Audio News for October 16th to October 23rd, 2005

Welcome to the Audio News from Archaeologica! I’m Laura Kelley and these are the headlines in archaeological and historical news from October 16th to October 23rd, 2005.

Scottish monastery may be legendary saint's second site


Our first story is from Scotland, where archaeologists have discovered a second monastery that they believe was also founded by St. Columba at the same time as the monastery on Iona in AD 563. St Columba landed in Scotland in the Dark Ages, and he set about creating a place of pilgrimage for saints and kings. The monastery at Iona is believed to have produced the Book of Kells, one of the world's most renowned religious manuscripts. Evidence at the new site at Portmahomack indicates the monastery produced elaborate books and documents comparable to the Book of Kells and the Lindisfarne Gospels. It is likely the Vikings ransacked the monastery in the ninth century, destroying any manuscripts and their methods of production. According to Professor Martin Carver, of York University, and Cecilly Spall, of Field Archaeology Specialists Ltd., the monastery is surrounded by a C-shaped ditch, like that at Iona, and defined by more than 200 pieces of carved stone showing strong links to Iona and Northumbria. Artifacts found at the site are believed to have been used in the preparation of vellum, used in books and manuscripts at the time. The intact floor of a workshop was found littered with tools, waste and raw materials, indicating a highly specialised craft area. A number of whetstones, burnishers, and small pebbles around a hearth indicated that a number of craftsmen would have worked around the main source of heat and light. Evidence suggested the building was abandoned in a hurry and layers of burning over the workshop added to the idea of an invasion. St Columba spent his youth in Ireland but in AD 563 he gathered 12 followers and headed for Scotland. Once at Iona, the monks built individual beehive-shaped cells and put a ditch around their dwellings. Columba was reputed to be able to perform miracles, and his supernatural powers supposedly helped convert the Picts to Christianity. Historic Scotland funded the research by Professor Carver and excavations are still continuing at the site.

Chinese tomb may hold coin trove


In China, a magnetic scan of the unopened tomb of China's first emperor has detected a large number of coins, suggesting Emperor Qin was buried with his state treasury. Qin, who ruled in 221-210 B.C., already is renowned for the thousands of terra cotta statues of soldiers found buried around his immense tomb outside the former imperial capital of Xi'an. The latest finding was announced by Chinese and German archaeologists at a conference in Xi'an, where the tomb was discovered in the 1970s. Qin, also known "First Emperor Qin," founded China's first imperial dynasty and is believed to have spent decades building his tomb with his terracotta army, of 190,000 statutes arranged in battle formation. Archaeologists have refrained from opening it until they decide how to preserve the treasures believed contained inside. According to Michael Petzet, president of the International Council on Monuments and Sites, the magnetic scan revealed new details of the tomb's structure and a remarkable amount of coins. Coins of that era likely were made of bronze, with some perhaps made of silver. Qin was legendary for his cruelty. He reputedly press-ganged some 700,000 workers into building his mausoleum and had dissident scholars buried alive. Qin's son was overthrown three years after his death by founders of the Han dynasty, which lasted four centuries and is considered one of the pinnacles of classical Chinese civilization. The ancient tomb, which scientists prefer to preserve rather than excavate due to its unstable structure, became famous three decades ago when villagers found thousands of terracotta warrior figures accidentally. The subsequent years of air and light exposure have had a deleterious effect.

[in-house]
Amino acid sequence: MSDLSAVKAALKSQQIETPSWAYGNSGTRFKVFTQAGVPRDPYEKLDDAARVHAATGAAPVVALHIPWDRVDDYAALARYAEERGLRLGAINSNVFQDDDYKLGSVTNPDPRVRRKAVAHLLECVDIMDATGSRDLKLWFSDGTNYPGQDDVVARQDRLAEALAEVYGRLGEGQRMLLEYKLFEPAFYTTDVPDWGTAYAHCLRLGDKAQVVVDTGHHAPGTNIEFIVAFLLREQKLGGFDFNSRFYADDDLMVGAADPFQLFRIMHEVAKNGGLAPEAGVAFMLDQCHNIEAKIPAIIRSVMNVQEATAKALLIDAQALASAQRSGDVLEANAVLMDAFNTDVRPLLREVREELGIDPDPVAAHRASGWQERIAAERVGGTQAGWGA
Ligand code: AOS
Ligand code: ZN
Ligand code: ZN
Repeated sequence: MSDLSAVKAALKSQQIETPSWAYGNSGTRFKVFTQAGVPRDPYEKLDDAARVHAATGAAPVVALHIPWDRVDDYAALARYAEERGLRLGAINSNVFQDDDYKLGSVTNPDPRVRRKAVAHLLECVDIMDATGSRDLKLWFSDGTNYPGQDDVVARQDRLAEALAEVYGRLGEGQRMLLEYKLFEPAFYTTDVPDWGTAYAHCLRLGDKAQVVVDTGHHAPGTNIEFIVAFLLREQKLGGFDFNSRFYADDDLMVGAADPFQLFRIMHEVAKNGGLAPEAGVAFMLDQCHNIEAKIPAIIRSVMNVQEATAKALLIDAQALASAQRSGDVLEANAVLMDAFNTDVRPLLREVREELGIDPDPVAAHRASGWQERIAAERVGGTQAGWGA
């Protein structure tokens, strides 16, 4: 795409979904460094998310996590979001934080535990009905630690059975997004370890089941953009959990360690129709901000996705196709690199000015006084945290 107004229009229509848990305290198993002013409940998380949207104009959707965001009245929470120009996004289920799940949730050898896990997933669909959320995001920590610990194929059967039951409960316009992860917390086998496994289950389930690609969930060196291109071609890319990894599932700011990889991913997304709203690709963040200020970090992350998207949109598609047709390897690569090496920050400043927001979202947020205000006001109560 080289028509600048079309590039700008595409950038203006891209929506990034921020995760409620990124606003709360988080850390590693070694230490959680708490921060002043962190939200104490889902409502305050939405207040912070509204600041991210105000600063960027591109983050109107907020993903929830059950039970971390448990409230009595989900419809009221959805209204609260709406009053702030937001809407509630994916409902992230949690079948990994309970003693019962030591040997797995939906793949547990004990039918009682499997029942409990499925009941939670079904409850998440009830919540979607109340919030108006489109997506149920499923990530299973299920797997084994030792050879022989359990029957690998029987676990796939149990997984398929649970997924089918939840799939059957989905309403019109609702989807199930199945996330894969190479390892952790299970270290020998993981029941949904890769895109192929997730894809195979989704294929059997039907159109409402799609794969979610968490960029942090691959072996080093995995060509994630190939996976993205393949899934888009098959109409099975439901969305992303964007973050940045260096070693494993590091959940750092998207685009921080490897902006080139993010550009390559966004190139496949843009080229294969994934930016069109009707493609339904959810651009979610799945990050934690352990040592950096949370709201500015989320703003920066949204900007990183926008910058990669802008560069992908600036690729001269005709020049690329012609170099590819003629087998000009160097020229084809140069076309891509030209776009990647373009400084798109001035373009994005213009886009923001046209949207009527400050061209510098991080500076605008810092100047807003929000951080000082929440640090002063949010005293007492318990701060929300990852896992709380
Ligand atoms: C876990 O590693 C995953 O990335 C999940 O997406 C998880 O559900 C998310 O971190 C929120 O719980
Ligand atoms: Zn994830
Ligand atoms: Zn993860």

Map image archive is newest tool for Middle Eastern archaeology